‘Friday’ song is comedic genius

‘Friday’ song is comedic genius

State Hornet Staff


The hottest music video of the past year comes from an artist who no one had ever heard of, and who nobody seems to like.

Rebecca Black’s “Friday” has been the most mocked music video of 2011, and also the most interesting thing I have seen in a long time. Sorry, Coen Brothers – “True Grit” was a close second, but it didn’t inspire the kind of thought-provoking questions that “Friday” did.

Since her video’s Feb. 10 debut, it has been viewed more than 78 million times; I’ll take credit for about two dozen of those.

It all started when I mindlessly clicked a Facebook link to the video. I began watching the video the same way I wish I had first watched “Fight Club” – completely ignorant to what it contained.

So many thoughts ran through my mind as I watched it. I read some of the comments – all negative, and thought, “No. no. They’ve got it all wrong!”

“Friday” isn’t awful. It is absolute genius!

It was one of the most entertaining and captivating times I’ve had in under five minutes that didn’t involve nudity or baby oil.

And it wasn’t one of those “it’s so bad, it’s good” situations.

Warning: admittedly far-fetched conspiracy theory ahead.


Anyone who says they like the video or song doesn’t mean they think it’s a good video or a good song. They mean it’s hilarious. And I agree. But I don’t buy that this piece of comedic gold was the result of a train wreck caused by inept songwriting and mediocre talent.

I can’t buy it. Not if I want to remain a person who still thinks there is some good in the world.

I think a comedic genius orchestrated (geddit?! Orchestrated! Like a song! Never mind.) the entire thing.

Does anyone know what Dave Chappelle is up to now? Maybe T-Pain, Kanye and Chappelle teamed up to create the perfect pop music parody. A parody so perfect it was nearly undetectable.

Too bad I’m the Sherlock Holmes of BS.

Consider the line “Kicking in the front seat/sitting in the back seat/gotta make my mind up/which seat can I take?”

Or that the song has the audacity to follow the line “Yesterday was Thursday/Today it is Friday/We so excited/We gonna have a ball today” with “Tomorrow is Saturday/Sunday comes afterwards.”

Unless this song was aimed at educating first graders on the days of the week, I think these lines are hilariously condescending. The songwriters are insulting fans of today’s pop music, who will embrace almost any lyrical content.

The lyrics are so beautifully ludicrous only a professional could write them. And neither Miss Black nor Ark Music Factory CEO Patrice Wilson are true professionals.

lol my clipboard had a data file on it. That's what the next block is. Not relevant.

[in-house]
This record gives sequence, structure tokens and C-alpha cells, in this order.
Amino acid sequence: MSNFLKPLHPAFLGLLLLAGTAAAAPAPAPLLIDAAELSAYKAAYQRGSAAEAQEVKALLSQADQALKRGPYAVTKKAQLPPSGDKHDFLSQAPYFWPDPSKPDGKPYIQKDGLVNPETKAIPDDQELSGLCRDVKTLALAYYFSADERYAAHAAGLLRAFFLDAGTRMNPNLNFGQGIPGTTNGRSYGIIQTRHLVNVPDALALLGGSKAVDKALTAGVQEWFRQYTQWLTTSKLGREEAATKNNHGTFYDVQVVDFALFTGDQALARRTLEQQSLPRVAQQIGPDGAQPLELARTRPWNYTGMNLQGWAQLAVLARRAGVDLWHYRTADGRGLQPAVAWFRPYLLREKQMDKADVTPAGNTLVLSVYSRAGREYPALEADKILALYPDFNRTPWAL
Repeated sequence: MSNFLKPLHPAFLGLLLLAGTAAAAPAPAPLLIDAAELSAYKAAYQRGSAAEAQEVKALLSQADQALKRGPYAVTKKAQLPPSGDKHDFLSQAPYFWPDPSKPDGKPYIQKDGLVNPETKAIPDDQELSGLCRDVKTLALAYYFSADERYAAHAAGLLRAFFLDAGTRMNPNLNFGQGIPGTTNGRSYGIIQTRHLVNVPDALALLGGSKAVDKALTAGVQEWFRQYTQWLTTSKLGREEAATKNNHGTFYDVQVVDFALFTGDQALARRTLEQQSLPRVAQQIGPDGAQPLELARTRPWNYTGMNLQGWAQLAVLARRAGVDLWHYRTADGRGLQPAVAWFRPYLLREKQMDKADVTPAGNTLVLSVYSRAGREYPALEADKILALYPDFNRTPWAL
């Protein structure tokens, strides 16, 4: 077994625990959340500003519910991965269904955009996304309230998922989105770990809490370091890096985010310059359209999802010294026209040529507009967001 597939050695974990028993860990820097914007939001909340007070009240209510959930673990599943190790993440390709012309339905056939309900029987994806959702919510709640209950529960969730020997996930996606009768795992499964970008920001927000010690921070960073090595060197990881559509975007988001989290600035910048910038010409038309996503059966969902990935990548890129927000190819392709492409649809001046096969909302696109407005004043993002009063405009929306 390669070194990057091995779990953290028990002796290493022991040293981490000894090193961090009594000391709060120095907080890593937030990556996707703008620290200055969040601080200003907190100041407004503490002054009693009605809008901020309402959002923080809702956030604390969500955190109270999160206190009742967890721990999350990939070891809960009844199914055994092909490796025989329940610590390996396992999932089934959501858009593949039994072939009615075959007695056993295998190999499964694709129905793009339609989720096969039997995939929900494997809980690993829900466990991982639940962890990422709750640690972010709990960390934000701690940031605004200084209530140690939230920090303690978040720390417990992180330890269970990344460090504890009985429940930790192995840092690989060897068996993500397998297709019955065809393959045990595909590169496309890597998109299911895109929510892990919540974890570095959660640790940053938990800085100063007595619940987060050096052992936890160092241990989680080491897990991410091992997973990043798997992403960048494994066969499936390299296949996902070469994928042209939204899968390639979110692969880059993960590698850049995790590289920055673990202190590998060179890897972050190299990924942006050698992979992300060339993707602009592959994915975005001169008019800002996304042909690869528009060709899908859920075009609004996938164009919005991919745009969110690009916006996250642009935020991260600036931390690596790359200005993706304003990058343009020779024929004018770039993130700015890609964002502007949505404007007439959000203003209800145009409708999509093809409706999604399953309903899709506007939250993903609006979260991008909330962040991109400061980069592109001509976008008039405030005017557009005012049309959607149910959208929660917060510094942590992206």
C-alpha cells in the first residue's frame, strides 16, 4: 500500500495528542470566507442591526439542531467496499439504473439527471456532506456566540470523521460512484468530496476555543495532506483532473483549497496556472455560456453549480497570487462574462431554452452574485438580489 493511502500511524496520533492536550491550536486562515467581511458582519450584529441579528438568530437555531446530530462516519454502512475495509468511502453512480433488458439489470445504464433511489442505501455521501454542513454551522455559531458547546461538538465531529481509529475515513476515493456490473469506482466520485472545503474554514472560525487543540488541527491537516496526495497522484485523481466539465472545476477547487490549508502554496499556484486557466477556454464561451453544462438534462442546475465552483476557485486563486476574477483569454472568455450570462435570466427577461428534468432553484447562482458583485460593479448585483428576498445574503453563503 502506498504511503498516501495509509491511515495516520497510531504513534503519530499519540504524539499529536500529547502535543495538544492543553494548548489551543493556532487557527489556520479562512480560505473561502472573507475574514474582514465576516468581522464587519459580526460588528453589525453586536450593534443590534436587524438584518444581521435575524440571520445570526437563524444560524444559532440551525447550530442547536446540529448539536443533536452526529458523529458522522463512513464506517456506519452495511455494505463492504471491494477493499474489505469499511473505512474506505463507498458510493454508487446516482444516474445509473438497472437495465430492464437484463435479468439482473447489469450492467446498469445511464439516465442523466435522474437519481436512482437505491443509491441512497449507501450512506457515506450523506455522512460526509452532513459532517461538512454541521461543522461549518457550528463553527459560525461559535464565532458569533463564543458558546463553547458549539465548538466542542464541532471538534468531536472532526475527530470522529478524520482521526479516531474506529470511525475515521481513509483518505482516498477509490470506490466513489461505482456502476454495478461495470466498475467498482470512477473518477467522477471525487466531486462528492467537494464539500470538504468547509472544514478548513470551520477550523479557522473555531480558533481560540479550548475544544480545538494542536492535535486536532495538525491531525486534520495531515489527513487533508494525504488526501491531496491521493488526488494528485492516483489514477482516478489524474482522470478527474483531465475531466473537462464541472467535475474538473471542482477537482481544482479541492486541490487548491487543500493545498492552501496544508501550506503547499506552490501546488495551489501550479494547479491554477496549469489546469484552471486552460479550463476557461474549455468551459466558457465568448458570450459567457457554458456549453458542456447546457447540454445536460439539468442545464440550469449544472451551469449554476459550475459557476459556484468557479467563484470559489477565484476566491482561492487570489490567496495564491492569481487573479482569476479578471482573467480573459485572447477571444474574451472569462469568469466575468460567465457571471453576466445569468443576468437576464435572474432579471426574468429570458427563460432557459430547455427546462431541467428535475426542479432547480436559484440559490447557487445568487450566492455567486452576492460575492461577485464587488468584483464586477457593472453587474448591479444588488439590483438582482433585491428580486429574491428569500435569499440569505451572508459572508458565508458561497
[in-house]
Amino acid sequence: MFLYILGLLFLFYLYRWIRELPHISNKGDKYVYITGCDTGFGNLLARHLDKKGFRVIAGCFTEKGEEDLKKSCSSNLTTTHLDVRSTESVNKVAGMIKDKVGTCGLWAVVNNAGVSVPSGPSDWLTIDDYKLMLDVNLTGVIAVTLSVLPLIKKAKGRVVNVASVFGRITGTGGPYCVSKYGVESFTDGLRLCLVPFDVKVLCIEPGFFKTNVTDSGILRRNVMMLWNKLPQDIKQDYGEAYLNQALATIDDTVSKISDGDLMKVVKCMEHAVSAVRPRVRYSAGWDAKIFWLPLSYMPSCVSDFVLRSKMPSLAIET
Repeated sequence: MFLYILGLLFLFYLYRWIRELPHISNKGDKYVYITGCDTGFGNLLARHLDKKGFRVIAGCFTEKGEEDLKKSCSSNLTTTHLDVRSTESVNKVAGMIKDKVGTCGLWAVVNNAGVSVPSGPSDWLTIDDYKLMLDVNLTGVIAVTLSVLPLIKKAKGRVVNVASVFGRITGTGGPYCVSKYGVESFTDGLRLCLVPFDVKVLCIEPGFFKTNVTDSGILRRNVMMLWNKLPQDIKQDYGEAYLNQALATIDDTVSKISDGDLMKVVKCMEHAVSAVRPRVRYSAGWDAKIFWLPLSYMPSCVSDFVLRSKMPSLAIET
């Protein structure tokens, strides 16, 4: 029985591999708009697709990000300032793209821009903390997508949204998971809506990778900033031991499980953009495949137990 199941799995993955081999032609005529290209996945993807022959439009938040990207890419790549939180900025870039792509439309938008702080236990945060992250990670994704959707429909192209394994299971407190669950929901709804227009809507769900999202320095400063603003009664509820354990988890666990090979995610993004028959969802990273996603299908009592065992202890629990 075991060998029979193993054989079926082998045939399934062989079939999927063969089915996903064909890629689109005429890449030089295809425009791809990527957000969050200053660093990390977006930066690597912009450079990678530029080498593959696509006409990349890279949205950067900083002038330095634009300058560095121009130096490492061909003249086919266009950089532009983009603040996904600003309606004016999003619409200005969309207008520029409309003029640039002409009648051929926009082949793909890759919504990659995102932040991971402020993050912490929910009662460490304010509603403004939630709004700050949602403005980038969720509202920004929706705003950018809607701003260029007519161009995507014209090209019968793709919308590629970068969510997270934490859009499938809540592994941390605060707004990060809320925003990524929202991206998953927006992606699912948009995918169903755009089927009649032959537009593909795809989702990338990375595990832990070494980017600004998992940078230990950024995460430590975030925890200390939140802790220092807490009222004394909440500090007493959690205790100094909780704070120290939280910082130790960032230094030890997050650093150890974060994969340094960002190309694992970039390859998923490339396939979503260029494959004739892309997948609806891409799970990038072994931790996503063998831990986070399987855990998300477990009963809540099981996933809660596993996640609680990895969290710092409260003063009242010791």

Wilson is the “mastermind,” to use the term loosely, behind “Friday.” He produced the song and video, and also is the “rapper,” to use a term even more loosely, during the song’s breakdown.

Rebecca Black is a likable enough girl. At 13 she is neither pretty nor ugly, but would look right at home in one of Disney’s afternoon tween shows.

She has been interviewed many times since “Friday” went viral, and her interview on Good Morning America provided some more clues about the song’s real origins.

Her mother, who could also be in on the joke, was asked how the criticism of her daughter made her feel.

“In all honesty I could have killed a few people,” she said.

She didn’t say it as a joke. Or with a wink. She said it straight-faced the same way Will Ferrell would in one of his over-the-top comedy roles.

That made me think the whole family is in on it. If that even is her family. What mom would admit to contemplating murder that dryly on national television. A mom who isn’t a mom at all, but an actress hired to portray an odd and borderline psychotic “pageant-mom.”

Yeah, I’m taking this conspiracy theory and running with it.

Which brings me back to Rebecca. She claims to be 13 but looks older to me. Perhaps a 16-year-old actress playing a young naive wannabe pop star? Sounds intriguing and believable enough to me.

Sure there’s the slight chance that she’s just a 13-year-old girl who wanted to write a song and had no problem more pressing than the stressful car seat decision.

But the “it is what it is” theory is not nearly as fun.

Oh, I mean, “fun fun fun fun!”

Dante Frattini can be reached at [email protected]